*21 personnel numbers are heavily skewed by the Patriots, 49ers and Saints. These three offenses combined to total 37% of the total rushes from 21 personnel, and all 3 were extremely strong when running from 21 (NE: 55% success, 5.4 YPC, NO: 68% success, 6.8 YPC, SF: 47% success, 6.1 YPC)
Running from 1-WR sets on 1st down was extremely unproductive, as the defense was very likely playing run. Running from 2-WR sets had more success, but for most teams around the league, running from the 3-WR set of 11 personnel was most productive.
And in 2018, on first downs in the first half, more runs occurred occurred from 11 personnel than in any of the last 3 years:
- 2018: 49% of all runs from 11 personnel on first down in the first half
- 2017: 41%
- 2016: 44%
First down passing is more efficient than first down rushing, but when teams run the ball, they need to do so intelligently. We saw more of that in 2018, which produced much more successful rushing numbers league-wide.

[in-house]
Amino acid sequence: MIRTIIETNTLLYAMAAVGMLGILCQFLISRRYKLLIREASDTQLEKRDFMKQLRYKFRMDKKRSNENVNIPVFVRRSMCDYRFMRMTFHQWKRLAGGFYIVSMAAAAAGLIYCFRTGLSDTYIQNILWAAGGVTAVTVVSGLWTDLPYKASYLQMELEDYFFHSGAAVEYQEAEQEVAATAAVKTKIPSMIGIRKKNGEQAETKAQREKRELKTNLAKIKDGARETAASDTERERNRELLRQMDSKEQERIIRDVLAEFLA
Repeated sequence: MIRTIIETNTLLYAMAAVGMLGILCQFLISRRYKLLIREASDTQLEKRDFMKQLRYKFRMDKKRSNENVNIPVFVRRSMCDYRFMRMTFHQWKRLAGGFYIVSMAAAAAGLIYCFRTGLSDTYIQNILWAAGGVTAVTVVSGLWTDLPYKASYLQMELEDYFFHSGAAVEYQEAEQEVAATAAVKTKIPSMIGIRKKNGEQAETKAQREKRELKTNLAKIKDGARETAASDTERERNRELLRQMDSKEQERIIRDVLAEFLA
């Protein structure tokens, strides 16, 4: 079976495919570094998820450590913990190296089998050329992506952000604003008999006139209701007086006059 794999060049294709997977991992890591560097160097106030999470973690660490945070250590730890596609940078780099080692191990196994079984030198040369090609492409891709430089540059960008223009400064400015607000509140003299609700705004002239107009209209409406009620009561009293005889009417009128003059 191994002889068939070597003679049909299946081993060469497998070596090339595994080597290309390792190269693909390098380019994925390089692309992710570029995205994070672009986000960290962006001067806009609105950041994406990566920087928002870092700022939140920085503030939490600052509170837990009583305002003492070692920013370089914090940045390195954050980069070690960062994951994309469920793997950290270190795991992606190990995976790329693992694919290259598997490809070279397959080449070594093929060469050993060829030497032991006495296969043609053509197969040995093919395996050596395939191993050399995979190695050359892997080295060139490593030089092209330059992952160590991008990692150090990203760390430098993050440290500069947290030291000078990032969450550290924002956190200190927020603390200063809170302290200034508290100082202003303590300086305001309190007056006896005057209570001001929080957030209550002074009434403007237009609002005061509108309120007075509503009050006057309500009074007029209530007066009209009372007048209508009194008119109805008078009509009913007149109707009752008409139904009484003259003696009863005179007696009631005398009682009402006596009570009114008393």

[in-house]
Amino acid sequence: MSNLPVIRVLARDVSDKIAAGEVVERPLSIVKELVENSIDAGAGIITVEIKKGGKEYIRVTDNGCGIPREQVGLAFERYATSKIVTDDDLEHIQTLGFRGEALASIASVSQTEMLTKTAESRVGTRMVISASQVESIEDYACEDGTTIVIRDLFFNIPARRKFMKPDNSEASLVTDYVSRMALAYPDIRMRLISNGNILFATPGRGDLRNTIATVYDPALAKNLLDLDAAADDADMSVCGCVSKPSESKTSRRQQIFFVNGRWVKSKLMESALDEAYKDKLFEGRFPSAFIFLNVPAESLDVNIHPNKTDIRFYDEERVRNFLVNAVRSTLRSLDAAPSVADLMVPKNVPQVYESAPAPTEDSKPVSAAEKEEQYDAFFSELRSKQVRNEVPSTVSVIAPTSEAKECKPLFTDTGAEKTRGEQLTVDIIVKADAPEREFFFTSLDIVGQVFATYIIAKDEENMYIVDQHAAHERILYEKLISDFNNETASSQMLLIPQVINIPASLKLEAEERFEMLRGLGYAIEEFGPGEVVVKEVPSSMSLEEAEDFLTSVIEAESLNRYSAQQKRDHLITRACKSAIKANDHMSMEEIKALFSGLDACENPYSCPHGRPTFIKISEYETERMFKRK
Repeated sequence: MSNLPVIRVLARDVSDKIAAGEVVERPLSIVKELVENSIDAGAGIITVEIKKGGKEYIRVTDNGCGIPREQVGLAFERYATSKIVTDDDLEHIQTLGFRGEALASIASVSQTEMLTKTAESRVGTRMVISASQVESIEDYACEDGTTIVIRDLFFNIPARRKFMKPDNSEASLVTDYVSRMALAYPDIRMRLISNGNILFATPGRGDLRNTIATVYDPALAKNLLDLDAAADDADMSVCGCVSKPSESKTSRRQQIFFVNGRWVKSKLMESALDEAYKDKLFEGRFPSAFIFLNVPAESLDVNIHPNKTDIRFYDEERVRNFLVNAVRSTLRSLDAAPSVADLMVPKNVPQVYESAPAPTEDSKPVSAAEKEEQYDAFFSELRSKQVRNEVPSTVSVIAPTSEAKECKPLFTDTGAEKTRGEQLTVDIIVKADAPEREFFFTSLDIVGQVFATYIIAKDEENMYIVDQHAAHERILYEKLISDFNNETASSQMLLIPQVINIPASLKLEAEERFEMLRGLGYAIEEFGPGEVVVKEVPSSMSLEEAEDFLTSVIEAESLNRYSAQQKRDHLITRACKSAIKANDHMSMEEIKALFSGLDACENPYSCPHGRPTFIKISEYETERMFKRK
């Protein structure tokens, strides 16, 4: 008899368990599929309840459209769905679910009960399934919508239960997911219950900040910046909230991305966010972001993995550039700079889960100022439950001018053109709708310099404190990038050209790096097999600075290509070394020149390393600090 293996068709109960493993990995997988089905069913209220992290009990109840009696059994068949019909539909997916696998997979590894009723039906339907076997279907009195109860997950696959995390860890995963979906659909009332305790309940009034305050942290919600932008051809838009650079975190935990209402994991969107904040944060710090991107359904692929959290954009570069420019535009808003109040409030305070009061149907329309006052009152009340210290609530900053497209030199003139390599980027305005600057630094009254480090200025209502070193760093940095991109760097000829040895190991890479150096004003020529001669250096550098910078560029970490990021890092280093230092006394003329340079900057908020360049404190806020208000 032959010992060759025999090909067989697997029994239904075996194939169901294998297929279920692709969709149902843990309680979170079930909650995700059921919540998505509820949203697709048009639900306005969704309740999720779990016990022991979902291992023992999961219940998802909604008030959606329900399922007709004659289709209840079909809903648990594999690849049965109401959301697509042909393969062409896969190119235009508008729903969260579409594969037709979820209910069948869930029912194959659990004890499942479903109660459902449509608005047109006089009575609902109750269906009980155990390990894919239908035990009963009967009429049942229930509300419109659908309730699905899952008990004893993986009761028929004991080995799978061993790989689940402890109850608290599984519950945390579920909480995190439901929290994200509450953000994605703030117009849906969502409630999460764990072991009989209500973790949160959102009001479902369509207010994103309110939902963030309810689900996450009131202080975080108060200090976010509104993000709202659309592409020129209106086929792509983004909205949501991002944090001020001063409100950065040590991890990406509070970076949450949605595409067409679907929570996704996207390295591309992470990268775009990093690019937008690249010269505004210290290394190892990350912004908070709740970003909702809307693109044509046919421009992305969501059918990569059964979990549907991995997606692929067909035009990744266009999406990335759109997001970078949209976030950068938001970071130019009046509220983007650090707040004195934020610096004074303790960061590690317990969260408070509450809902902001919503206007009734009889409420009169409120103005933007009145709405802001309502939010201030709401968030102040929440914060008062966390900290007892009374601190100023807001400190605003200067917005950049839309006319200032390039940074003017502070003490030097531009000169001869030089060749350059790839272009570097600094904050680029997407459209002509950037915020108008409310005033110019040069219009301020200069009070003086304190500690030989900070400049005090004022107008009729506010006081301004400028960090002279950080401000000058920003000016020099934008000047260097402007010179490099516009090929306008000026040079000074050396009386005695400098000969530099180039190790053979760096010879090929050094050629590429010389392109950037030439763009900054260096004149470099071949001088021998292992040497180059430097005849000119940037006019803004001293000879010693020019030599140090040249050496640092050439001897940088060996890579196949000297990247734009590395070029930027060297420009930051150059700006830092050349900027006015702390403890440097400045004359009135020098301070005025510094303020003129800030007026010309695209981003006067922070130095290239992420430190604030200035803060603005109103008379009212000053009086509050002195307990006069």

Still More Room for Improvement
The efficiency brought from more first-and-10 passing in the first half was not a fluke. But the league still must increase its usage. In addition, teams can improve their personnel grouping deployment for even better success.
Much like rushing from pass looks is +EV, passing from run looks is +EV as well. Compare passing efficiency by personnel grouping on first downs in the first half last year:
- 11 personnel (3 WRs): 54% success, 7.5 YPA
- 12 personnel (2 WRs): 54% success, 8.5 YPA
- 21 personnel (2 WRs): 57% success, 8.4 YPA
- 13 personnel (1 WR): 54% success, 8.8 YPA
- 22 personnel (1 WR): 57% success, 9.5 YPA
Last year, 62% of all first down passes in the first half came from 11 personnel, with just 21% coming from 12 and 9% coming from 21.